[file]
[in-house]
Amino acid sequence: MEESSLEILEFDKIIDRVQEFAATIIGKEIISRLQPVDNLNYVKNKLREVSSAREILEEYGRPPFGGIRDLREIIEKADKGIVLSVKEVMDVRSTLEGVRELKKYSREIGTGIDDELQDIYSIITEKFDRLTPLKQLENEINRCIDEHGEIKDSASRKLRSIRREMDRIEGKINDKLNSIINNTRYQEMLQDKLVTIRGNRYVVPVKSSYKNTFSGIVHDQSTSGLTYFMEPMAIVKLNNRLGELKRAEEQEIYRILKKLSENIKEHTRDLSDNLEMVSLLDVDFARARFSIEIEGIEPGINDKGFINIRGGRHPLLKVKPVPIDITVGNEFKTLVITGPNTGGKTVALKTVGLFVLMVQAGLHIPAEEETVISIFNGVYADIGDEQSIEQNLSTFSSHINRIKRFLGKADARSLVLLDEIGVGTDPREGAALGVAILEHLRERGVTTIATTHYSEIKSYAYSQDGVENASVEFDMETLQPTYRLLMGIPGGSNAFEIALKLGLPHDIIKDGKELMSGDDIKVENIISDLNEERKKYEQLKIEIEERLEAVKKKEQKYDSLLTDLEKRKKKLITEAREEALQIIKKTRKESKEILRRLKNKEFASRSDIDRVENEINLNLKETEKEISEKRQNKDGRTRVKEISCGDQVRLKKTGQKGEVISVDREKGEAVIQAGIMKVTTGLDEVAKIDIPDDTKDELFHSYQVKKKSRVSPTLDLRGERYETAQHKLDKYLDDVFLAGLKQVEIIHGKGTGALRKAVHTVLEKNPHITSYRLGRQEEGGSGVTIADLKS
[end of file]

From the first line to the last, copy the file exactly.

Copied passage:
[in-house]
Amino acid sequence: MEESSLEILEFDKIIDRVQEFAATIIGKEIISRLQPVDNLNYVKNKLREVSSAREILEEYGRPPFGGIRDLREIIEKADKGIVLSVKEVMDVRSTLEGVRELKKYSREIGTGIDDELQDIYSIITEKFDRLTPLKQLENEINRCIDEHGEIKDSASRKLRSIRREMDRIEGKINDKLNSIINNTRYQEMLQDKLVTIRGNRYVVPVKSSYKNTFSGIVHDQSTSGLTYFMEPMAIVKLNNRLGELKRAEEQEIYRILKKLSENIKEHTRDLSDNLEMVSLLDVDFARARFSIEIEGIEPGINDKGFINIRGGRHPLLKVKPVPIDITVGNEFKTLVITGPNTGGKTVALKTVGLFVLMVQAGLHIPAEEETVISIFNGVYADIGDEQSIEQNLSTFSSHINRIKRFLGKADARSLVLLDEIGVGTDPREGAALGVAILEHLRERGVTTIATTHYSEIKSYAYSQDGVENASVEFDMETLQPTYRLLMGIPGGSNAFEIALKLGLPHDIIKDGKELMSGDDIKVENIISDLNEERKKYEQLKIEIEERLEAVKKKEQKYDSLLTDLEKRKKKLITEAREEALQIIKKTRKESKEILRRLKNKEFASRSDIDRVENEINLNLKETEKEISEKRQNKDGRTRVKEISCGDQVRLKKTGQKGEVISVDREKGEAVIQAGIMKVTTGLDEVAKIDIPDDTKDELFHSYQVKKKSRVSPTLDLRGERYETAQHKLDKYLDDVFLAGLKQVEIIHGKGTGALRKAVHTVLEKNPHITSYRLGRQEEGGSGVTIADLKS